While having lunch with my mother yesterday, she told me she’s never seen stores and malls so empty. And she should know – shopping is her favorite pastime.
But you don’t need the keen insights of Mrs. L. to know that the retail sector is struggling big-time. Many malls and shopping centers have more vacancies than they’ve ever had.
With unemployment headed towards the double-digits and the personal savings rate quadrupling since 2007, this is hardly surprising. There’s simply a lot less money sloshing around the retail sector. And this is having a negative trickle-down effect on a couple of other sectors… Commercial real estate is in trouble. Perhaps more trouble than the housing market was when it started its slide. Consider this:
Delinquencies in retail office space have doubled over the past six months. And they’re up 80% in apartments and industrial buildings.
Commercial loan delinquencies have risen from 1% to 5% in the past year. General Growth Properties (Pink Sheets: GGWPQ), second-largest mall owner in the U.S., recently became the largest U.S. real estate bankruptcy in history.
Simply put, commercial landlords are in a jam. With fewer customers patronizing their properties and major tenants closing up shop, there aren’t many options to improve their businesses. After all, it’s not easy to replace a big-box retailer like Circuit City. And the loss of that store leads to declining traffic at the other retailers in the mall.
Retail Sector Decline Means Big Trouble For Little Banks
The decline of the retail sector isn’t just hurting commercial landlords… regional banks are taking it on the chin, too.
This is because many local commercial landlords use smaller regional banks for their borrowing needs – and these banks are enduring huge levels of delinquencies and defaults. Many are not likely prepared for the tidal wave about to hit them.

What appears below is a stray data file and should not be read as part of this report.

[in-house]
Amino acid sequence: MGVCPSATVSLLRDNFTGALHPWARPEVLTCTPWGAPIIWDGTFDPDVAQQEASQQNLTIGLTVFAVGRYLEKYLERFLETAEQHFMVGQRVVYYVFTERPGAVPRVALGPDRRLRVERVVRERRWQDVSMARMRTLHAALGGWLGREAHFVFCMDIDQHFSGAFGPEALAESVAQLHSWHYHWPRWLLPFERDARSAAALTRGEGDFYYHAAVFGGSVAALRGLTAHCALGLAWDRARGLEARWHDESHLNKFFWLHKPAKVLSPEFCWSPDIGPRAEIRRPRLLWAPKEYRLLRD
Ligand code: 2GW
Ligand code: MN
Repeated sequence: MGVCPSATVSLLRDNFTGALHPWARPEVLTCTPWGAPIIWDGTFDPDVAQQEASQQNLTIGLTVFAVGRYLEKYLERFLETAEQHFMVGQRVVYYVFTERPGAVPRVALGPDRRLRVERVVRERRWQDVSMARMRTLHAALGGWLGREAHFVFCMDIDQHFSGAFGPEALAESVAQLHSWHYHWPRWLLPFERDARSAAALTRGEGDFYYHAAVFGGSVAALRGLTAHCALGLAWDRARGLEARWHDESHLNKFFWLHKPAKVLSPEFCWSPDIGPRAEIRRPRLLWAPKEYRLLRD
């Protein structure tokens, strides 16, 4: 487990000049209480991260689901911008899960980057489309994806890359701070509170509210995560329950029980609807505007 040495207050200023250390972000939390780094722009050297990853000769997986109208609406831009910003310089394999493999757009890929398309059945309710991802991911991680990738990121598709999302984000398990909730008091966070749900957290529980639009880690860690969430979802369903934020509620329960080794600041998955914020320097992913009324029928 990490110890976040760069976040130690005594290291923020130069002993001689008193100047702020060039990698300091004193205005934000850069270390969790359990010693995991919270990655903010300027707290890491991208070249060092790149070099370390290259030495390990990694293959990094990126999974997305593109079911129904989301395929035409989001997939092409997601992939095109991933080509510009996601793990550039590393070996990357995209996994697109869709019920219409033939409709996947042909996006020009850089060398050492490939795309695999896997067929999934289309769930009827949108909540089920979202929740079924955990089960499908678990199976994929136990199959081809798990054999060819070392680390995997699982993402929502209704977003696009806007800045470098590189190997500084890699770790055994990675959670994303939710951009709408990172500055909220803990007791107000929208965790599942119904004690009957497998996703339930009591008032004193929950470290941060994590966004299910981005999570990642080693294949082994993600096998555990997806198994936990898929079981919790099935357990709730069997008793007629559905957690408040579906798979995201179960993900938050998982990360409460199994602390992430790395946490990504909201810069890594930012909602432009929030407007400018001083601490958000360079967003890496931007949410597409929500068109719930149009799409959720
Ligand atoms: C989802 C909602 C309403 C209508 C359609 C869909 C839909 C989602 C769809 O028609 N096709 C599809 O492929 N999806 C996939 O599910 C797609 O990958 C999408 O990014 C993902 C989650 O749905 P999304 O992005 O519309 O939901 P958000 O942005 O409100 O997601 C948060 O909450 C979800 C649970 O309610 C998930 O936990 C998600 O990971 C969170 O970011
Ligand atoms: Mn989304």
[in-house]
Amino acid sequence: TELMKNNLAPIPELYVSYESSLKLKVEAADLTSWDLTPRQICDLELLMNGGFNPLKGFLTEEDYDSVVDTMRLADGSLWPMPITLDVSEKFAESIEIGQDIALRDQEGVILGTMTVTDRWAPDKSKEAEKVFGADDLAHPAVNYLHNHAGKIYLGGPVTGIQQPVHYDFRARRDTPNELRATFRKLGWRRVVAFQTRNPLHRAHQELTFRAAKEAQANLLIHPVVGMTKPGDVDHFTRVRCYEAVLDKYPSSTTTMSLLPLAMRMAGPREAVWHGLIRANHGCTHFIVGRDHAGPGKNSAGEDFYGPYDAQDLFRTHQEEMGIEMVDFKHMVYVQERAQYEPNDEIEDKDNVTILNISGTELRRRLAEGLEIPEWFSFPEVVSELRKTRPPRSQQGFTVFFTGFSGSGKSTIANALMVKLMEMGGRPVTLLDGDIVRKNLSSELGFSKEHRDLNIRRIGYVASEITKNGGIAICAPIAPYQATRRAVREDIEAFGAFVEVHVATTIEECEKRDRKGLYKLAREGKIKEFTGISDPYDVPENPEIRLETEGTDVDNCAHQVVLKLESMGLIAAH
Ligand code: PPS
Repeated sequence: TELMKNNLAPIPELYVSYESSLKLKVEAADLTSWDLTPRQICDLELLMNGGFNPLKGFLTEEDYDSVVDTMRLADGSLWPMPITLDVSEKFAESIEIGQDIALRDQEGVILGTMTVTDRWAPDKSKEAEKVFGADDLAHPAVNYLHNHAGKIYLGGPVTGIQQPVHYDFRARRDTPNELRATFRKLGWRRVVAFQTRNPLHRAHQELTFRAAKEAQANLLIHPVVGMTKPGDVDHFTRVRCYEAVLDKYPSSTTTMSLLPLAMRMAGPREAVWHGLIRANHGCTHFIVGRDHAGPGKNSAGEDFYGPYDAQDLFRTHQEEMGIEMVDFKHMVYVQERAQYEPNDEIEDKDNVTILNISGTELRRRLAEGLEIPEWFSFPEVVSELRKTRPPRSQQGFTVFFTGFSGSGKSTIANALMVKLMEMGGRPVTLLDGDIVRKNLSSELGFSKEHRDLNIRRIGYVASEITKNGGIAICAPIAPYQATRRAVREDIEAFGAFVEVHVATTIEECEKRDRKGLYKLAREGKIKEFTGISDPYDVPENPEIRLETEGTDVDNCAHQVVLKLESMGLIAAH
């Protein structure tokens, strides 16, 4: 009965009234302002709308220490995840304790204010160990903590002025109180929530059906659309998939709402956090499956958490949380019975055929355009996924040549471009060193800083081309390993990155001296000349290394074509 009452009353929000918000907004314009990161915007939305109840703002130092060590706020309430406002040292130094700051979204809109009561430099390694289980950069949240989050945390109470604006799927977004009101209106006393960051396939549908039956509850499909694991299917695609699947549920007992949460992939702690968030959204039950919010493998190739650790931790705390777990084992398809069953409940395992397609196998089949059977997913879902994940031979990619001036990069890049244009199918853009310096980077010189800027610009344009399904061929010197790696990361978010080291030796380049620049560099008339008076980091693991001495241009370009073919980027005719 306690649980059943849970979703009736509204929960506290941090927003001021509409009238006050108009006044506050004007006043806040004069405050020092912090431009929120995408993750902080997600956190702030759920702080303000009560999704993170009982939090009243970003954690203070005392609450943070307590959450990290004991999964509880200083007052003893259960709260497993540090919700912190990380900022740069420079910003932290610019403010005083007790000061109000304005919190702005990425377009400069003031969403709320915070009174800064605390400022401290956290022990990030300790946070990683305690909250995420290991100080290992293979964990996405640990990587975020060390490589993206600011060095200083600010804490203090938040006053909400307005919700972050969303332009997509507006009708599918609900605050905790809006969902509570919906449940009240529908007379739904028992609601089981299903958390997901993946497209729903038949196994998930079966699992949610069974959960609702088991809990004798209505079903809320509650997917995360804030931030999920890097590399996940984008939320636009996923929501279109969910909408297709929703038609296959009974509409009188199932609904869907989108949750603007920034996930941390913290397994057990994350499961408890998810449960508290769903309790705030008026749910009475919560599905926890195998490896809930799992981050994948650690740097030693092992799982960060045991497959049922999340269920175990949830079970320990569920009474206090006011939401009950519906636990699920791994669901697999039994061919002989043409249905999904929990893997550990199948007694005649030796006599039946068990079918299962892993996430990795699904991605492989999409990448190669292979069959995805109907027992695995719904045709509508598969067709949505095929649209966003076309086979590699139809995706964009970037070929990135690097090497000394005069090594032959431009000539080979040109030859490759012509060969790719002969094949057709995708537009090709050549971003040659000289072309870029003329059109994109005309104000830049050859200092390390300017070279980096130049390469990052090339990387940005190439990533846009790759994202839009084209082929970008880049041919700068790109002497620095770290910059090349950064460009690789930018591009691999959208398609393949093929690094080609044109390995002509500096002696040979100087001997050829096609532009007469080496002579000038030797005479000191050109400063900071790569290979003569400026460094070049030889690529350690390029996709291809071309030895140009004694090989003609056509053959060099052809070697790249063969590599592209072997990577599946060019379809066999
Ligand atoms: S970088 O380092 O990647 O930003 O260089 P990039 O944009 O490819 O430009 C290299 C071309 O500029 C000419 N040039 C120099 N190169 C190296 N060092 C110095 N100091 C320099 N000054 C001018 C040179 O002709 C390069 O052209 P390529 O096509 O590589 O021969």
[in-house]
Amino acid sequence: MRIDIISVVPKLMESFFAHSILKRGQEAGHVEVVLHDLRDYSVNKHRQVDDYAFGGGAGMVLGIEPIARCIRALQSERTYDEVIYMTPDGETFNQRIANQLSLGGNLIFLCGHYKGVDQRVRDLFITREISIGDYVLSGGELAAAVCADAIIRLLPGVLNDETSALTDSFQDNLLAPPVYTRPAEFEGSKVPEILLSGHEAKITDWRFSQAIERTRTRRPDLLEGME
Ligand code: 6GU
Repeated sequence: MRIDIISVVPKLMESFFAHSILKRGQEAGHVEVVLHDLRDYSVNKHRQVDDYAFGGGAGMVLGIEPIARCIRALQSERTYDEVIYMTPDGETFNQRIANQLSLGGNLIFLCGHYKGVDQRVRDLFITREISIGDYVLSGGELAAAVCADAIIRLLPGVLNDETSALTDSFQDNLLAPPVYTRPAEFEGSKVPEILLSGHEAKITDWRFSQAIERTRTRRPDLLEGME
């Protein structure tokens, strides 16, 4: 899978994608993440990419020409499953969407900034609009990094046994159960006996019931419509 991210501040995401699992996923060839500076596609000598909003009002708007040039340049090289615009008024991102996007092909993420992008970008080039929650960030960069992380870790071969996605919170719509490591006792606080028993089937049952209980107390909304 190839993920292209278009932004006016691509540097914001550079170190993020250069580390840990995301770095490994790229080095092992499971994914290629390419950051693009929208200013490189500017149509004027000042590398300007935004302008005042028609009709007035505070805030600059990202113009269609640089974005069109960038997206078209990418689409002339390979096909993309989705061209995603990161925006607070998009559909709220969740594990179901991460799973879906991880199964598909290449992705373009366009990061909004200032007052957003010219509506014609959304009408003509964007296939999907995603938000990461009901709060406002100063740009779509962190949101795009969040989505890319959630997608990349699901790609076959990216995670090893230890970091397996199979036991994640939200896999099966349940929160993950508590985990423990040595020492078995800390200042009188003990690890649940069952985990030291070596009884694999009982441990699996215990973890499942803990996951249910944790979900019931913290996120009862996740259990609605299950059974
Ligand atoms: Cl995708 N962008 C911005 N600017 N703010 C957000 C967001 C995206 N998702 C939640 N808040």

This year alone, more than $200 billion in commercial real estate loans will come due. That number balloons to $1 trillion when you include the next few years. It’s likely that many of the borrowers won’t be able to pay back the principal when it’s due, or be able to refinance the loan. That spells trouble for the banks.
In yesterday’s column, I wrote that I believe investors should sell stocks and take profits now, in anticipation of the market making new lows.
Today, I’ll show you how to make some money during the decline, by focusing on commercial real estate and the regional banks.
Profit Play #1: The Commercial Real Estate Downturn
For traders, consider the UltraShort Real Estate ProShares (NYSE: SRS). This ETF doubles the inverse performance of the Dow Jones U.S. Real Estate Index. So if the index declines by 2%, SRS should rise by 4%.
Alternatively, if the Index climbs by 4%, SRS should take an 8% hit. It’s a good way to go short on real estate without actually shorting stock. And because SRS has an inverse relationship with the index, you actually buy it. No shorting required.
If you prefer the options market, you can buy calls on SRS or buy puts on the iShares Dow Jones U.S. Real Estate Index (NYSE: IYR), another ETF whose performance corresponds to the price and yield of the Dow Jones U.S. Real Estate Index.